It's bonkers, but it's worth it for the image of a damn fire horse just going to town on everyone. Whipping up fire tornadoes. Biting off heads. KICKING OFF LIMBS. It's metal as all hell.

Do not fuck with this horse.

But besides just being a horrific avatar of death, its existence ties back into Hyakkimaru's story. Sure, murder horse is on a rampage and all those in its path are completely boned, but underneath it all, she's just fighting for love.
If this berserk My Little Pony can still remember its bonds of love in the depths of hell, can't we all? I will say, I'm rather disappointed Dororo didn't charge onto the battlefield on that foal's back. You wasted a prime opportunity, MAPPA.
All stories have their flaws. This one happens to be not letting an orphan child ride an orphan foal into battle.
But Dororo still arrives on the scene, and it's pretty heartwarming that amidst all these morally questionable clashes, at least one person is 100% on
Hyakkimaru's side.

I love when all the adults are philosophizing about how being shitty in some way is just what makes you human, so Dororo has to call them out on their lazy shit.

Dororo gets a decidedly quieter character arc than Hyakkimaru, but it's remarkable how far they end up coming in all this. While everyone else is consumed by their personal wars, these two are always there to witness the collateral damage, and they ultimately get the chance to make a bigger change than anyone else.
Old monk explaining to Dororo that money is good because it can buy food sure was something.
For real, it stands out when the 8-year-old is the most forward-thinking person in the show because they're like, "hey maybe we could make money in a way besides looting and pillaging!"
The show does kinda sidestep that the mountain of money originally came from looting and pillaging, and that having it makes you a target before it will lead you to a place of peace, but we needed to go out on a good note.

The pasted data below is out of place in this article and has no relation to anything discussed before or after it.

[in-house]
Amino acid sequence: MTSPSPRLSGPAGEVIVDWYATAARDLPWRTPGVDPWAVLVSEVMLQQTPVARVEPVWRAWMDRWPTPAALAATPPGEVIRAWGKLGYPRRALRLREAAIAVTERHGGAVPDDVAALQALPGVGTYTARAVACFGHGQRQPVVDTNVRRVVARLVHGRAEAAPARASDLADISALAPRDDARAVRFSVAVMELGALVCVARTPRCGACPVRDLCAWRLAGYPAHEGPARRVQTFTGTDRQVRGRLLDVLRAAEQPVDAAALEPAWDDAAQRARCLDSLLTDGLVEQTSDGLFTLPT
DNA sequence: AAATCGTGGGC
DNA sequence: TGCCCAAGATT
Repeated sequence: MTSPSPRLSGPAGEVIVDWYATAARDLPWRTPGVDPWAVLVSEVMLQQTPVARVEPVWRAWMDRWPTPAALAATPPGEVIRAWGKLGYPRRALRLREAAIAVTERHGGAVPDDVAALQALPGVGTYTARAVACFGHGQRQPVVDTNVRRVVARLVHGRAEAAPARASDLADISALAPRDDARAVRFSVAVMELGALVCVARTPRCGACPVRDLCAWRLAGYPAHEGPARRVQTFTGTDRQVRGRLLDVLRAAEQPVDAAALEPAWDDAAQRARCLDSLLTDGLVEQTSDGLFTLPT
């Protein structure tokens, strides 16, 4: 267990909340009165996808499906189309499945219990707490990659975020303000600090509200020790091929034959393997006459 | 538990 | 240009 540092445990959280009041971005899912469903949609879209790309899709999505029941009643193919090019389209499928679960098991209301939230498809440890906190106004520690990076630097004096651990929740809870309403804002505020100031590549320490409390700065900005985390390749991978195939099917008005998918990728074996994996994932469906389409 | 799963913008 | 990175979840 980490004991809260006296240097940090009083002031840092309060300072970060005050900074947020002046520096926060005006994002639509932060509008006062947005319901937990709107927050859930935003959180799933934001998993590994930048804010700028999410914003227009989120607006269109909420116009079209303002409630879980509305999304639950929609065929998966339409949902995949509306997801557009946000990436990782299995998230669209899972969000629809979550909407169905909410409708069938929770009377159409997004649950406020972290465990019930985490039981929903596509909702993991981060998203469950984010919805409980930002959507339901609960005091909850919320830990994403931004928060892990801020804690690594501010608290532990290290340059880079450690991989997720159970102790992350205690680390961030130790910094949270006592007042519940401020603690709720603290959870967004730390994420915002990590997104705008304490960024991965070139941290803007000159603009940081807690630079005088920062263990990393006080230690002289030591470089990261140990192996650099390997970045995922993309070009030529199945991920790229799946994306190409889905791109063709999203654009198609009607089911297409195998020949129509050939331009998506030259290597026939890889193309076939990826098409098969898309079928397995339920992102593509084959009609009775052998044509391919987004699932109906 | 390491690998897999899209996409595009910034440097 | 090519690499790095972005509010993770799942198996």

I mean, it's a good note after the bloody, fiery, eyeball-gouging crescendo.
Why did you have to remind me of the eye-gouging?

To be fair, it's a sentimental eye-gouging! To express brotherly love!
Hyakkimaru's googly eyes being replaced sure was a moment of something.

Jokes aside, it's pretty poetic (and blunt) that Tahomaru and Hyakkimaru's final showdown involves them accidentally burning down the entire castle before killing the demon that literally lives in its foundation.
Tahomaru bragging about the physical things burning around them, while knowing that his mother's love always belonged to Hyakkimaru instead, is very good.

As is Hyakkimaru seeing that for all their differences, both brothers are both missing something important to them. The whole final battle is peak melodrama, but all the thematic and character work the show did up to that point sells it for me.
How can you not feel something as Hyakkimaru finally opens his eyes and sees his mother's face?


In the end though, I think my favorite part is Hyakkimaru's final confrontation with Daigo. Obviously after all the harping on about not killing people, you know he won't just skewer the guy, but instead of making it about mercy or second chances, it's about Hyakkimaru making the choice on his own that he doesn't want to kill anymore.

I appreciate that even High Lord Asshole Daigo himself tells the audience that there's no ambiguity to this in the end. The reason the demons only wanted Hyakkimaru and no other sacrifice was because of his strong will to live, and if Daigo hadn't been so selfish and cowardly, that will could've been the thing to bring prosperity to the land instead of human sacrifice. Sacrificing future generations for your own greed only hurts the world further. "Give them the power to make their own decisions, and then things can change for the better" is a damn good message for 2019.

It's a strong final message for a show that took me by surprise. Despite the inconsistencies between episode plots or its tendency to repeat itself, I really loved what Dororo had to say, and folks should absolutely check it out for more than just swords and gore.
The original manga leaves off in a completely different way, and I appreciated the ending this anime came up with. It's still open-ended to a point, but in a way that leaves a lot of hope for both of our main characters. I pray their eventual reunion is as good as their moment escaping the castle.